When Steven Oill saw a job advertisement for a family support services coordinator at Community Human Services in Glenville, he was immediately intrigued. One of the top requirements was you had to be the parent of a kid with a disability, Oill said. `So I thought ‘I qualify for that, what else do they do?’ and it was things that I’d already been doing at my son’s old pre-school.`
Before working at CHS, Oill worked at St. Catherine’s Center for Children in Albany. He had run group homes, been a supervisor at the shelters and said he `really enjoyed it.`
CHS works to `provide or facilitate services for families and individuals, including education, counseling, referral or other support, by bringing together professional staff, volunteers and broad community support,` according to its mission statement.
`Support and advocacy are big,` said Oill. He said advocates are typically thought of as the people who act as the `bulldog in the situation.`
`At CHS, we believe (in doing) the opposite of that,` he said.
Oill helps families get to know the law. Regulations, he said, are accessible to anyone.
CHS holds individual and group meetings every week, even if they have to be done over the phone.
`We help parents network with other parents who are having the same concerns,` said Oill. `When you realize you’re not alone, it’s very comforting.`
The hard part for parents is that having a child with a disability is an emotional issue, Oill said. Because of that, Oill works with the parents to `really get in tune with their emotions` before meetings with their child’s school.
CHS is certified, through Saratoga County Family Support Services, to provide parents with emotional support through support groups. Right now, CHS has two support groups, but Oill said he helps parents find groups specific to their needs, if the ones offered don’t suffice. If he can’t find a group that exists, he will try to help the parents create a group, even if it’s just two parents.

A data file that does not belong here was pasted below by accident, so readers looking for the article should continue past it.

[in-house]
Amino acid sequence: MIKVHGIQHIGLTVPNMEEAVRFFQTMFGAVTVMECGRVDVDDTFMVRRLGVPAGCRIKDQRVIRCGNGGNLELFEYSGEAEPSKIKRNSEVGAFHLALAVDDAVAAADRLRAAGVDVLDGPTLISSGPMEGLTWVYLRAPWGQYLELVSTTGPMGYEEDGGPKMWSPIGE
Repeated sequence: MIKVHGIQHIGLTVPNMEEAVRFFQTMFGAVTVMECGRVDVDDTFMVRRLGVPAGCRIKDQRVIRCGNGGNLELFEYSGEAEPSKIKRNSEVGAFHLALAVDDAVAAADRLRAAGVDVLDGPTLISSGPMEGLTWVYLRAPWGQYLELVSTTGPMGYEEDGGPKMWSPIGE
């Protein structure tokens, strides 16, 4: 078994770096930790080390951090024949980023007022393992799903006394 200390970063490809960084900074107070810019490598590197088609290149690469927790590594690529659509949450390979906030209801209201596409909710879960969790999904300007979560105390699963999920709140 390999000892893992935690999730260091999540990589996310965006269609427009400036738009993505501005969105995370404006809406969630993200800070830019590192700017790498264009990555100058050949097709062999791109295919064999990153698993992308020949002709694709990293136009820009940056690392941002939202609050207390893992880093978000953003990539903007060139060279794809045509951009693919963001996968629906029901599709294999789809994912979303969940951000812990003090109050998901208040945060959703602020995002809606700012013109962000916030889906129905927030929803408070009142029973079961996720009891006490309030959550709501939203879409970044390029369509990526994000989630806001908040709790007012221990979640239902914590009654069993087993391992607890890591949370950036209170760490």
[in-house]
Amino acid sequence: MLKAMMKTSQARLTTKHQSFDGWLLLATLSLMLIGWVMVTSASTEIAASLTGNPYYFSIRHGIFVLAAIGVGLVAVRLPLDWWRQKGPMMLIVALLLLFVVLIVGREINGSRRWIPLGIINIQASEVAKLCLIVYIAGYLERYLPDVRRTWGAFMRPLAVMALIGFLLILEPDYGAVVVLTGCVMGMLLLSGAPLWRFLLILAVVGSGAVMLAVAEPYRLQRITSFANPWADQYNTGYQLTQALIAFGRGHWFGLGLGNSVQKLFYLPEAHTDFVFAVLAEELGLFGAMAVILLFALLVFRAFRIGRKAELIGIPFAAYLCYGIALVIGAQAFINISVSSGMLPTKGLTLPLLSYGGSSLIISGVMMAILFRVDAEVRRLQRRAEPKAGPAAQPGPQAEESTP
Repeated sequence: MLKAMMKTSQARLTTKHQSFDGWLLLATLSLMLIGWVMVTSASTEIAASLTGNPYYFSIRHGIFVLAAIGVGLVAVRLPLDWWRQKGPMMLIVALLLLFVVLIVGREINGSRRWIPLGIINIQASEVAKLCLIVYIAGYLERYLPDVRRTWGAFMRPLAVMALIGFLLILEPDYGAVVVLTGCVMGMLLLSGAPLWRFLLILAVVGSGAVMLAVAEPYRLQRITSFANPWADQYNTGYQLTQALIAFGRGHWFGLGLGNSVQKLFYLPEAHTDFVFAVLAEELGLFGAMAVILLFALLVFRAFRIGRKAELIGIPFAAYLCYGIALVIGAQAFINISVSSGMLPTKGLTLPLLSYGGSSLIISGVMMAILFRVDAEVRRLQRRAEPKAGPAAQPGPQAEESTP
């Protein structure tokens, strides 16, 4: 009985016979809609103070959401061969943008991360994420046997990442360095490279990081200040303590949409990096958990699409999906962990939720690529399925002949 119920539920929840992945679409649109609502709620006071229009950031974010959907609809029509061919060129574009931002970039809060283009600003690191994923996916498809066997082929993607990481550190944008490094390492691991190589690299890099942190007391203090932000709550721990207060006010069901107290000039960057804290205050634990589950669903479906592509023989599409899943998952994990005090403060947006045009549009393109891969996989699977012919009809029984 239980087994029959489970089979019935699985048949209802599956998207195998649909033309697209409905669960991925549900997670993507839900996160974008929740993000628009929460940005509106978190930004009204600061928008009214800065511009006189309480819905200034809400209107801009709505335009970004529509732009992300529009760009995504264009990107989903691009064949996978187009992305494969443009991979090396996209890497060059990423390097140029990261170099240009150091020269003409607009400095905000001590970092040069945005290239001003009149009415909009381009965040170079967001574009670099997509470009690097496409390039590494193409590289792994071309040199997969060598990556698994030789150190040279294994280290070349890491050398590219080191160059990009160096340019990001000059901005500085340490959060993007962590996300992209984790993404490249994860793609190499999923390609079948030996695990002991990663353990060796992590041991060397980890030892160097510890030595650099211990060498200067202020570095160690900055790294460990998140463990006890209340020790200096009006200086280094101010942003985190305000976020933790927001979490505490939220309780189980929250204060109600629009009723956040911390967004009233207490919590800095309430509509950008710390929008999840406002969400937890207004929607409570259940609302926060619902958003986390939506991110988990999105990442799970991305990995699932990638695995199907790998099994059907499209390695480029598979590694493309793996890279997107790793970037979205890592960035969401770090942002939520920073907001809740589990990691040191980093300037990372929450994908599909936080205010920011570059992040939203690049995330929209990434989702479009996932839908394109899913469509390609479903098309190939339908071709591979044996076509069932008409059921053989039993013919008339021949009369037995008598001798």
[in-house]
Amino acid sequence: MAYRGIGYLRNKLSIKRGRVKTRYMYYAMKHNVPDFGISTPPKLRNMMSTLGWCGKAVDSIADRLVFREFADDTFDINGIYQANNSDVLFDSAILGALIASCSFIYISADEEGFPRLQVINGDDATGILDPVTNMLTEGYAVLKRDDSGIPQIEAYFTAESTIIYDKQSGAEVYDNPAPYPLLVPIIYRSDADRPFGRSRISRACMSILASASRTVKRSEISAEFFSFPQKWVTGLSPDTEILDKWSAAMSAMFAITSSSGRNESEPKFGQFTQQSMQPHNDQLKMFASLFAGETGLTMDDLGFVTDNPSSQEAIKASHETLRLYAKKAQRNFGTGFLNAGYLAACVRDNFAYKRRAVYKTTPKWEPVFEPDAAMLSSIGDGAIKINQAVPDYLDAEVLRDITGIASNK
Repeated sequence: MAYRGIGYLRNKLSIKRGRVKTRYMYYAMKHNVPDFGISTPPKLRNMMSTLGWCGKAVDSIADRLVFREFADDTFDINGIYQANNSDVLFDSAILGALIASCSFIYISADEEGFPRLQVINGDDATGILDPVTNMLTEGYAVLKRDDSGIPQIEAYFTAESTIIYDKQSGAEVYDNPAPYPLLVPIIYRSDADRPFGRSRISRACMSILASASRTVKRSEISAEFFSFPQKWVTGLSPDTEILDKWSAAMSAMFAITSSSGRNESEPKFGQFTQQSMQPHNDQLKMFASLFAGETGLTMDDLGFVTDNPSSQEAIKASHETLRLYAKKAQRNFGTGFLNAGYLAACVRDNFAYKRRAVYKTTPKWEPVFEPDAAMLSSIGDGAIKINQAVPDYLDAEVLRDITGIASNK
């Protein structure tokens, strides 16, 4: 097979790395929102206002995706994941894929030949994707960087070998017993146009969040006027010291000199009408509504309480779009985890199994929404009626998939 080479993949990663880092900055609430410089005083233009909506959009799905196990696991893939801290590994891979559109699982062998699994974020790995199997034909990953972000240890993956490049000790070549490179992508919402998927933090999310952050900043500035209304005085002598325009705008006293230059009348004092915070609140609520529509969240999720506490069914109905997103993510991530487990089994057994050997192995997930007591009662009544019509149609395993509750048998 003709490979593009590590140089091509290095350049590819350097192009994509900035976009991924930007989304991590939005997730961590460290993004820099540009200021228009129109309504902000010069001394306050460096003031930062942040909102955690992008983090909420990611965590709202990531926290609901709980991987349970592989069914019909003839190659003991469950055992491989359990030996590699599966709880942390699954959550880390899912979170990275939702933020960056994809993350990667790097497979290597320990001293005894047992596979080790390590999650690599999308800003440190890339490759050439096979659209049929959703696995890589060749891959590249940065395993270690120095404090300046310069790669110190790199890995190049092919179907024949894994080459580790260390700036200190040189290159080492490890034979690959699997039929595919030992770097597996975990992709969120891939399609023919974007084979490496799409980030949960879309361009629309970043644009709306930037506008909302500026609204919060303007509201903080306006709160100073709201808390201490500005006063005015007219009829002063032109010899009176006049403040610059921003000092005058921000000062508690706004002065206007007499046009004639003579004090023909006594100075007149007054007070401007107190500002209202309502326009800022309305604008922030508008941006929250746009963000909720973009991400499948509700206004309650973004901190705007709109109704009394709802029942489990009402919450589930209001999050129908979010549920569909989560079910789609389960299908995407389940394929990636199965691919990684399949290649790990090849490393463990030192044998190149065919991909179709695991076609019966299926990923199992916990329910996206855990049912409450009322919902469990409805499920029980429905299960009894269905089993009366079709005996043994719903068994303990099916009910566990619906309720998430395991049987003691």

`Two people getting together who have similar concerns, that’s a support group,` said Oill. . `To me, it doesn’t matter if it’s two people or 20.`
CHS holds educational trainings once a month. Oill leads some of the training classes, like a class on preparing for school vacations. In this class, Oill teaches parents how to make the vacation more enjoyable, both for the parents and the child.
`I was meeting with a young grandmother who had custody of her grandchildren,` Oill said, `and she was concerned about a school vacation coming up. I worked with her and showed her what she needed to do. She thought it was very helpful and that it went much smoother than other vacations.`
In the class, Oill advises parents on every aspect of the vacation, from brainstorming activities to making a schedule, to dealing with negative behavior. But Oill said the most important part of the vacation is to `have fun. It sounds so clichE but it’s so true. It’s really good for your kid because then they feel like you want to be with them. And when they feel like you want to be with them, they feel better no matter what their situation or disability is.`
If the topic of the class is more complex, Oill may bring in a speaker. In the past, CHS has held classes on preparing an estate when you’re a parent of a special needs child. For a topic like this, Oill said CHS can bring in lawyers and insurance companies.
The classes and support groups help bridge the gap of the community, said Oill. The purpose of CHS is to bring together parents with common concerns, helping them to see they are not alone in their worries.
`I’m really proud of the work that I do because it’s very unique,` said Oill. `I’ve been in human services for almost 20 years now and this is the first time I’ve seen something like this.`
CHS also has a childcare program, so parents can attend classes and support groups. The program is small, Oill said, but he hopes to see it grow as CHS gets more funding.
Oill said CHS has really grown over the last three years. Over the last three years and has started to work even more with families and the school district.
`I want school districts to feel like they’re not always happy about dealing with the FSS (family support services) program but they respect it and it’s done well. If they can walk away saying that we’re fair, that we’re reasonable, then that’s a good day’s work,` Oill said.“